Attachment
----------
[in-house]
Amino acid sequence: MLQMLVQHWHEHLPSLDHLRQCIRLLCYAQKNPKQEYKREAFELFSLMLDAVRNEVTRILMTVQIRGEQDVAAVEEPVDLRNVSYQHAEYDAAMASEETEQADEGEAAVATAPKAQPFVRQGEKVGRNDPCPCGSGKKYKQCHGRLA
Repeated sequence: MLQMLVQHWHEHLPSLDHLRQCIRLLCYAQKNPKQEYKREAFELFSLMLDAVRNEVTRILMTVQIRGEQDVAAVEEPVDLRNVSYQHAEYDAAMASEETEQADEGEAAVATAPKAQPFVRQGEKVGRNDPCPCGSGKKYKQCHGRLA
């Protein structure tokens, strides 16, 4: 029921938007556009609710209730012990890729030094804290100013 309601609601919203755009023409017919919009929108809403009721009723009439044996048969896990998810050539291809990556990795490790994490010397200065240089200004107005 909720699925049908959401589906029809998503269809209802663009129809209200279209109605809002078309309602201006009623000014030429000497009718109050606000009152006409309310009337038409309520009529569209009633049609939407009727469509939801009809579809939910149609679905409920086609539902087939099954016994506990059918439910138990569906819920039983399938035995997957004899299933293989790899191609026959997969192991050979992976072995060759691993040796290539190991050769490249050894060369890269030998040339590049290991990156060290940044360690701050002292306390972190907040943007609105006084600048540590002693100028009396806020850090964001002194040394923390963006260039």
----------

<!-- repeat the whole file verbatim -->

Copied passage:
[in-house]
Amino acid sequence: MLQMLVQHWHEHLPSLDHLRQCIRLLCYAQKNPKQEYKREAFELFSLMLDAVRNEVTRILMTVQIRGEQDVAAVEEPVDLRNVSYQHAEYDAAMASEETEQADEGEAAVATAPKAQPFVRQGEKVGRNDPCPCGSGKKYKQCHGRLA
Repeated sequence: MLQMLVQHWHEHLPSLDHLRQCIRLLCYAQKNPKQEYKREAFELFSLMLDAVRNEVTRILMTVQIRGEQDVAAVEEPVDLRNVSYQHAEYDAAMASEETEQADEGEAAVATAPKAQPFVRQGEKVGRNDPCPCGSGKKYKQCHGRLA
């Protein structure tokens, strides 16, 4: 029921938007556009609710209730012990890729030094804290100013 309601609601919203755009023409017919919009929108809403009721009723009439044996048969896990998810050539291809990556990795490790994490010397200065240089200004107005 909720699925049908959401589906029809998503269809209802663009129809209200279209109605809002078309309602201006009623000014030429000497009718109050606000009152006409309310009337038409309520009529569209009633049609939407009727469509939801009809579809939910149609679905409920086609539902087939099954016994506990059918439910138990569906819920039983399938035995997957004899299933293989790899191609026959997969192991050979992976072995060759691993040796290539190991050769490249050894060369890269030998040339590049290991990156060290940044360690701050002292306390972190907040943007609105006084600048540590002693100028009396806020850090964001002194040394923390963006260039």